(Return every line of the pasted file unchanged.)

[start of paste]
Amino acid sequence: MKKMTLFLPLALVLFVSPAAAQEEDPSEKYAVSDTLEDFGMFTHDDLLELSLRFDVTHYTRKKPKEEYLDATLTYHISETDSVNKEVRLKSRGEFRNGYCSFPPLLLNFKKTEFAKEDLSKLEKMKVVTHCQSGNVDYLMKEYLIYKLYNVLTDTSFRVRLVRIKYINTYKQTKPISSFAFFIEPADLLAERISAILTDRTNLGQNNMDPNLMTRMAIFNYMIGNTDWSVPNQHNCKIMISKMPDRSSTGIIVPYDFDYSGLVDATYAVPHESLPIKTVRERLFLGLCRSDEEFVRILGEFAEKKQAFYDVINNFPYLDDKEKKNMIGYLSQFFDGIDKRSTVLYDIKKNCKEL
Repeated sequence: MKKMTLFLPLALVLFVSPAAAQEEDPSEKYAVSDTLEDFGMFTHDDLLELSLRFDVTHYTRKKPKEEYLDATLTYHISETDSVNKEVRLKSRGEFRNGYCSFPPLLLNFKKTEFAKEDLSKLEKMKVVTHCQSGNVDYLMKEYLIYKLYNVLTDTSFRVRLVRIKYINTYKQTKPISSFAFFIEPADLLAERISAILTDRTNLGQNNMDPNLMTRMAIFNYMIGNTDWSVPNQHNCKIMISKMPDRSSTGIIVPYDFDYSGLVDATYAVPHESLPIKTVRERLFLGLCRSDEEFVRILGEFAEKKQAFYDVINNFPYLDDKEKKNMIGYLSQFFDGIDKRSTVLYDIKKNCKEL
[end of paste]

Amino acid sequence: MKKMTLFLPLALVLFVSPAAAQEEDPSEKYAVSDTLEDFGMFTHDDLLELSLRFDVTHYTRKKPKEEYLDATLTYHISETDSVNKEVRLKSRGEFRNGYCSFPPLLLNFKKTEFAKEDLSKLEKMKVVTHCQSGNVDYLMKEYLIYKLYNVLTDTSFRVRLVRIKYINTYKQTKPISSFAFFIEPADLLAERISAILTDRTNLGQNNMDPNLMTRMAIFNYMIGNTDWSVPNQHNCKIMISKMPDRSSTGIIVPYDFDYSGLVDATYAVPHESLPIKTVRERLFLGLCRSDEEFVRILGEFAEKKQAFYDVINNFPYLDDKEKKNMIGYLSQFFDGIDKRSTVLYDIKKNCKEL
Repeated sequence: MKKMTLFLPLALVLFVSPAAAQEEDPSEKYAVSDTLEDFGMFTHDDLLELSLRFDVTHYTRKKPKEEYLDATLTYHISETDSVNKEVRLKSRGEFRNGYCSFPPLLLNFKKTEFAKEDLSKLEKMKVVTHCQSGNVDYLMKEYLIYKLYNVLTDTSFRVRLVRIKYINTYKQTKPISSFAFFIEPADLLAERISAILTDRTNLGQNNMDPNLMTRMAIFNYMIGNTDWSVPNQHNCKIMISKMPDRSSTGIIVPYDFDYSGLVDATYAVPHESLPIKTVRERLFLGLCRSDEEFVRILGEFAEKKQAFYDVINNFPYLDDKEKKNMIGYLSQFFDGIDKRSTVLYDIKKNCKEL